K-State Research and Extension News
May 14, 2014
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Kansas Profile - Now That's Rural - Steve Irsik - Part 3



By Ron Wilson, director of the Huck Boyd National Institute for Rural Development at Kansas State University.

“Prometo: Mi cabeza para pensar claramente, mi corazon para mayor lealtad, mis manos para mejor servicio…”  No, I don’t speak Spanish, but I have learned that those are the opening words of the 4-H pledge in Spanish. Today we’ll meet an innovative 4-H club which is helping extend the benefits of 4-H to a new dimension of Spanish-speaking families. 

This is the last profile in our three-part series about Steve Irsik, an agricultural entrepreneur in southwest Kansas. We have previously learned about how his family developed their farming operation, including the creation of Royal Farms Dairy east of Garden City. Kyle Averhoff was brought in as manager. A key element to the success of such large, modern dairies is the workforce – many of whom are Hispanic.

In October 2012, Steve Irsik contacted Debra Bolton, the K-State Research and Extension family and consumer sciences specialist for the southwest area of Kansas. 

“We were brainstorming how 4-H could reach more families,” Debra said. Specifically, they discussed how the benefits of 4-H could be applied to the newly immigrated families who had come to work in southwest Kansas.

“Royal Farms Dairy is home to over 14,000 cows and heifers and about 65 employees, many from El Salvador, Guatemala, and many other countries throughout Central America, South America and up through Mexico,” Kyle Averhoff said. “Southwest Kansas is an economic empire in how it’s developed and grown. Without the Hispanic culture and the culture of many other immigrant populations, it wouldn’t have been possible.”

K-State Research and Extension faculty in the southwest area developed a pilot program to reach out to this segment of the population. It was supported by state 4-H leader Barbara Stone and the Kansas 4-H Foundation. Bertha Mendoza is a nutrition specialist in the southwest area of Kansas, and her existing relationship with several Hispanic families was a major help.

These families and those of the workers at the dairies became a target for this innovative 4-H program. Alejandra Romero and Ruddy Yanez were hired as summer interns to assist with the project.

The goal was to create one club of 25 to 30 youth, but the interest grew faster than expected. The end result was four clubs involving 90 youth, with hundreds more on a waiting list. The clubs are located in Finney, Gray, and Kearney counties. These new 4-H members live in or near rural communities such as Garden City, Ingalls, Pierceville, and Deerfield, population 892 people. Now, that’s rural.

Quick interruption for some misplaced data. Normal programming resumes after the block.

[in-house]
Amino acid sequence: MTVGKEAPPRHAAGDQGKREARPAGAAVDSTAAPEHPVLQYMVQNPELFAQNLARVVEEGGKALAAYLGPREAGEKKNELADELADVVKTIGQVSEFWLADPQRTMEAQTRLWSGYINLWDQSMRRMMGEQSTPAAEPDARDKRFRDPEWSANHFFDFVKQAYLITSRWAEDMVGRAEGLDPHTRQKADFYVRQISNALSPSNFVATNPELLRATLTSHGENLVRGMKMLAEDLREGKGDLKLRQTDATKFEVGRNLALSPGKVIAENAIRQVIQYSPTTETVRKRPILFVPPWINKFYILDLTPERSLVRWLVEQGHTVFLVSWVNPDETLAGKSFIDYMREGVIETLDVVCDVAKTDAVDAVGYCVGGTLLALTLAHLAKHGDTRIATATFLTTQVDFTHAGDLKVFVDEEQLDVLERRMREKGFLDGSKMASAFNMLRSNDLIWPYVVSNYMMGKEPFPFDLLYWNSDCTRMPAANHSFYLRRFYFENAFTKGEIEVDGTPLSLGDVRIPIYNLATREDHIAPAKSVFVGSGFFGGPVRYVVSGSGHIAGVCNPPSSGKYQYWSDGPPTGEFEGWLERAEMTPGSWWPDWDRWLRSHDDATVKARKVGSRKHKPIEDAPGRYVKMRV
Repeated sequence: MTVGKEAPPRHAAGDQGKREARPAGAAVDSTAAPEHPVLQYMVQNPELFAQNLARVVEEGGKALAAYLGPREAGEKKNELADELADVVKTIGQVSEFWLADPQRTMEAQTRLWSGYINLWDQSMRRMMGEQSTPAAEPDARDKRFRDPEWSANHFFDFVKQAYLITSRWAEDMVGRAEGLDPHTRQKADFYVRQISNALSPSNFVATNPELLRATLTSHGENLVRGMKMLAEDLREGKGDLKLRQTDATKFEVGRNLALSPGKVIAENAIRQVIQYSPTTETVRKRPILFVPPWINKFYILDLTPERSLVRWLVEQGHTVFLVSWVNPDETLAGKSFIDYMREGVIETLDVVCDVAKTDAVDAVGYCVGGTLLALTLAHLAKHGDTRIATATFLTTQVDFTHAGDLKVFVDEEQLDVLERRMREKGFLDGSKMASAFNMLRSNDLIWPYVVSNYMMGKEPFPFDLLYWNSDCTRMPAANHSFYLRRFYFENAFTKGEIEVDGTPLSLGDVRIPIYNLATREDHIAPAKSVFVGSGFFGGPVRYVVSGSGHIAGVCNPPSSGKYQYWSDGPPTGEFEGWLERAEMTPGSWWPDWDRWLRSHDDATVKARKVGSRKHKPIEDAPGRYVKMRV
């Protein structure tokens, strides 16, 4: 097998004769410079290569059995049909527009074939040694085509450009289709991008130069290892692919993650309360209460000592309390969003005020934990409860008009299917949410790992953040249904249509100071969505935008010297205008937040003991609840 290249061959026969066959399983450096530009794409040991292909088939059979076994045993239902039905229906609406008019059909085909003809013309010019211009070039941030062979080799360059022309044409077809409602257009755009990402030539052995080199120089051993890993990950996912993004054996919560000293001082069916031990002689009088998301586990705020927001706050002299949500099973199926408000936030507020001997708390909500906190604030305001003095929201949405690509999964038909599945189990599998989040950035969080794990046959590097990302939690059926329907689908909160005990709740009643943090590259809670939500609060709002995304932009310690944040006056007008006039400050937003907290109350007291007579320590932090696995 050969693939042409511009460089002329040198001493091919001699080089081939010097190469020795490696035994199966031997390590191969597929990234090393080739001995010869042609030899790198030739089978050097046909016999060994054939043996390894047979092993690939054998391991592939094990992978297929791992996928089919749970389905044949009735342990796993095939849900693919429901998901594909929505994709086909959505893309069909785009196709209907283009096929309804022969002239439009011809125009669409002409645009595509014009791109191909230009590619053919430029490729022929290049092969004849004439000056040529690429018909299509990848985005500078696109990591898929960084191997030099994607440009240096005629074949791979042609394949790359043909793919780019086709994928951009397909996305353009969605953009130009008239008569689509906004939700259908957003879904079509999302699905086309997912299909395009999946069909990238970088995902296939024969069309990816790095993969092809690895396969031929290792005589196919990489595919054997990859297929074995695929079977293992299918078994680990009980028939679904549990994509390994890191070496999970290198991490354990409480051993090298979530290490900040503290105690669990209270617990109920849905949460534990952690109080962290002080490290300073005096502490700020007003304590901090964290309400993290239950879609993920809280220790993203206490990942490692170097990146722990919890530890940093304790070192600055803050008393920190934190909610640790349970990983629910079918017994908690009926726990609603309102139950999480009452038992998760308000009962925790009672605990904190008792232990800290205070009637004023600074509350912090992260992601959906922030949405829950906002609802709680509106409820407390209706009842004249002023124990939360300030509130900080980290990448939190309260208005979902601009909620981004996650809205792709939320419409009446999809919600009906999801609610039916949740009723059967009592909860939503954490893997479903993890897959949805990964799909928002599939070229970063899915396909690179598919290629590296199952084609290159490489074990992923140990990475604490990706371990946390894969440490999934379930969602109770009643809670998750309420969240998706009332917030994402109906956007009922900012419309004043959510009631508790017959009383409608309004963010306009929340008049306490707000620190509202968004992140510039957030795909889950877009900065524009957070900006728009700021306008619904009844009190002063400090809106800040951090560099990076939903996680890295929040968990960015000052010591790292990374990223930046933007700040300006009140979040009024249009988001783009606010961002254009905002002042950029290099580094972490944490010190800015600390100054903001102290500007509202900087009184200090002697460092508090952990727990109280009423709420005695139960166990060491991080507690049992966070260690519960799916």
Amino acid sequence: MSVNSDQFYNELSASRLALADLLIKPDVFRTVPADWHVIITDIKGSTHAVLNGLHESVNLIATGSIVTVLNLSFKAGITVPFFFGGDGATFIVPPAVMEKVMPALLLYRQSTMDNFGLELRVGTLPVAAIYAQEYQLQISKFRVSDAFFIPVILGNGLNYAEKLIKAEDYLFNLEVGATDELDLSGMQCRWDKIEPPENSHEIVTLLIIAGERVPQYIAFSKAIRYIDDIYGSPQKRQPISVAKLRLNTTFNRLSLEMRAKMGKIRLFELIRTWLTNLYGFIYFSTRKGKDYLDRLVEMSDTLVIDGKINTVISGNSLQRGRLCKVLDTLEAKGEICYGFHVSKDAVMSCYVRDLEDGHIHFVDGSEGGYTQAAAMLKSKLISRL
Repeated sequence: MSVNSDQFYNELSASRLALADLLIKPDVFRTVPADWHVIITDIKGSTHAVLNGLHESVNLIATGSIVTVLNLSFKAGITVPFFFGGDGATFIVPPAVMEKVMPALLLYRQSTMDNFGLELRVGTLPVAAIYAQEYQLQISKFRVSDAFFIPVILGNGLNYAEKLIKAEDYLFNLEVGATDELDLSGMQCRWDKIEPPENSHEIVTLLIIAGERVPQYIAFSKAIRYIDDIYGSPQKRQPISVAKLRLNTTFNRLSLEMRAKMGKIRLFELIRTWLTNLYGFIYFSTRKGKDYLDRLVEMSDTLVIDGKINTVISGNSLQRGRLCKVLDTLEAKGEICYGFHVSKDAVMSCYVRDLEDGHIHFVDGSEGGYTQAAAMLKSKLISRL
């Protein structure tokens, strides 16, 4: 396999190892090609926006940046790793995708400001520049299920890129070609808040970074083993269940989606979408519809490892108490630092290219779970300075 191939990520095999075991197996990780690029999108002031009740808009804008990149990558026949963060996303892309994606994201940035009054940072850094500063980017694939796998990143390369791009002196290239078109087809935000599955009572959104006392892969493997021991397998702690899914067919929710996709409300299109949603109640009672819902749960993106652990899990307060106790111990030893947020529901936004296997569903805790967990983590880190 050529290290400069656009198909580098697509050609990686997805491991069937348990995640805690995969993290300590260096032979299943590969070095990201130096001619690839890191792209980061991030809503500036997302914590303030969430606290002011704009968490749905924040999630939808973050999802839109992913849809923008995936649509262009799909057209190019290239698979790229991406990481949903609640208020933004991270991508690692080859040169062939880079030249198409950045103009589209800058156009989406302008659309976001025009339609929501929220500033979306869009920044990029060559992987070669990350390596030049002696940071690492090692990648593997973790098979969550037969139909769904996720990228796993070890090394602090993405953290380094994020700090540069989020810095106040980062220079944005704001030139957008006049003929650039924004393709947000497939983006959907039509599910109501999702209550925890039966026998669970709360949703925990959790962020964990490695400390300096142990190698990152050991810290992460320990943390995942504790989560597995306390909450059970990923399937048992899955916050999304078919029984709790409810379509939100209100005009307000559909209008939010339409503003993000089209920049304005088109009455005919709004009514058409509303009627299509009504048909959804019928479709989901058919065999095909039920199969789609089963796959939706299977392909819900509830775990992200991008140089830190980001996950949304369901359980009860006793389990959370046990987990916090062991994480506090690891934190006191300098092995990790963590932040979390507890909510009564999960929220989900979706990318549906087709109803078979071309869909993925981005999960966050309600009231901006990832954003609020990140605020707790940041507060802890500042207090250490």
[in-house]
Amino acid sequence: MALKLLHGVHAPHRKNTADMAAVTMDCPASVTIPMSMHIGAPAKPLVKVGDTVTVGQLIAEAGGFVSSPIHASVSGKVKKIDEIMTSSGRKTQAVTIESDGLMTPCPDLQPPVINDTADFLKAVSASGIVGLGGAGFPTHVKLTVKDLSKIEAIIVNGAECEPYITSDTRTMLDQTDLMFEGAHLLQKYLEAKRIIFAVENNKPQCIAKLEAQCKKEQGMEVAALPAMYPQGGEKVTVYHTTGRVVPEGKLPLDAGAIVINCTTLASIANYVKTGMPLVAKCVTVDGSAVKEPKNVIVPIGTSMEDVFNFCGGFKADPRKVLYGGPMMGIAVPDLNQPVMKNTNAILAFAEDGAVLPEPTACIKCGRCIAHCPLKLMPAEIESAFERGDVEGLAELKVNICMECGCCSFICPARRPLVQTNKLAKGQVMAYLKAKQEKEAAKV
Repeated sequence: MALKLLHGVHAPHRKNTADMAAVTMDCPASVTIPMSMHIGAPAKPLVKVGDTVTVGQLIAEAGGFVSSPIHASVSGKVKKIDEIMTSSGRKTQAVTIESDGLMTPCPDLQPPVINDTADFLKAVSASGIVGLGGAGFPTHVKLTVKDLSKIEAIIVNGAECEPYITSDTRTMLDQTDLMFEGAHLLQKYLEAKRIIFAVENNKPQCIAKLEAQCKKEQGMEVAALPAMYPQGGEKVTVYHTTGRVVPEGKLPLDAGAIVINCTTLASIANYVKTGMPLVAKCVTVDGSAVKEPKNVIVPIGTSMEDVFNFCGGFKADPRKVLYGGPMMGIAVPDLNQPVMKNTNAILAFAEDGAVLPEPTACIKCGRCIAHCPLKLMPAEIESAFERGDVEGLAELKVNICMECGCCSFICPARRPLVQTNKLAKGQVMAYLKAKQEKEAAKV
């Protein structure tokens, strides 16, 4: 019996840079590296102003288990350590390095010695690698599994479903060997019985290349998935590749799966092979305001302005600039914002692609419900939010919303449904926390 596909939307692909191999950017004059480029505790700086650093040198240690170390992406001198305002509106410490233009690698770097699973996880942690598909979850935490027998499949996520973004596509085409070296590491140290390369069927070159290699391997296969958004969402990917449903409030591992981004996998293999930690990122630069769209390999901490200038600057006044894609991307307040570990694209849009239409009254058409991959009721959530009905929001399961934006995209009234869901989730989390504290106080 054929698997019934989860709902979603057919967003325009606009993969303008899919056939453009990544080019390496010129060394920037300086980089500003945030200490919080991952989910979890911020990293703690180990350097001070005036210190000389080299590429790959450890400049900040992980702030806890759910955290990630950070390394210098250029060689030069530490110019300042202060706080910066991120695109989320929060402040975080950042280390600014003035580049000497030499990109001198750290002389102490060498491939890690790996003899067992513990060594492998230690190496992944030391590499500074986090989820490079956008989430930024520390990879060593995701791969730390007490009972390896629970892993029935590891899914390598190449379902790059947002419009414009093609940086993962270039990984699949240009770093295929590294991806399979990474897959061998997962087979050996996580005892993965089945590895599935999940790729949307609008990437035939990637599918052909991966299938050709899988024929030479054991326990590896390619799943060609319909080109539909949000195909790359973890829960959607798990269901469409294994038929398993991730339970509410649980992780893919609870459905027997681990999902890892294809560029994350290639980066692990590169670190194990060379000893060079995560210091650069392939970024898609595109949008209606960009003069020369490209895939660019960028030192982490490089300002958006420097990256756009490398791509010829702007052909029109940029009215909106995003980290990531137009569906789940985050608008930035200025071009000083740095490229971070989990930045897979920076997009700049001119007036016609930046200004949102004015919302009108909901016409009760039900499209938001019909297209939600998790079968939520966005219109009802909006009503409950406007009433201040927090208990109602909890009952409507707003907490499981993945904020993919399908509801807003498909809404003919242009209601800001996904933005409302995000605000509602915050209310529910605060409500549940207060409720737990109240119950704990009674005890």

The 4-H organization has been around for a long time, but it was new to these immigrant families. Club meetings were implemented bilingually. For example, the 4-H pledge would be said in Spanish and then in English. The club involved youth, parents and even grandparents. 

“The concept of 4-H caught on,” Debra Bolton said. “This 4-H club is more than youth development, it is family development. It’s family, it’s education, it’s learning, it’s all the things that integrate a family into a community.”

“They are very family focused,” Kyle Averhoff said of his working Hispanic families.  “We think that 4-H is a nice add-on to that, to help their children have opportunities to develop. We can look at countless stories of how our employees have grown and how their children have grown and become successful members of society.”

“It’s created such a great learning community,” Debra said. “It’s even received national recognition. The National 4-H wants one of our 4-Hers to sing at the national gala.”

“The more we can do for the children, that’s going to lift up the whole family,” Steve said. “It will truly lift up these families.”

“Mi salud para mayor bienestar, para mi club, mi comunidad, mi patria, mi mundo.”  Those are the closing words of the 4-H pledge in Spanish. We salute Steve Irsik, Kyle Averhoff, Barbara Stone, Debra Bolton, Bertha Mendoza, Alejandra Romero, Ruddy Yanez, and all those involved who are making a difference by helping more families experience the benefits of 4-H in a whole new way. I believe this is very good: Muy bueno.

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The mission of the Huck Boyd National Institute for Rural Development is to enhance rural development by helping rural people help themselves. The Kansas Profile radio series and columns are produced with assistance from the K-State Research and Extension Department of Communications News Unit. A photo of Ron Wilson is available. Audio and text files of Kansas Profiles are also available. For more information about the Huck Boyd Institute, interested persons can visit Huck Boyd National Institute for Rural Development.

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K-State Research and Extension is a short name for the Kansas State University Agricultural Experiment Station and Cooperative Extension Service, a program designed to generate and distribute useful knowledge for the well-being of Kansans. Supported by county, state, federal and private funds, the program has county Extension offices, experiment fields, area Extension offices and regional research centers statewide. Its headquarters is on the K-State campus, Manhattan.

Story by: Ron J. Wilson
rwilson@ksu.edu
K-State Research & Extension News

The Huck Boyd Institute is at 785-532-7690 or rwilson@ksu.edu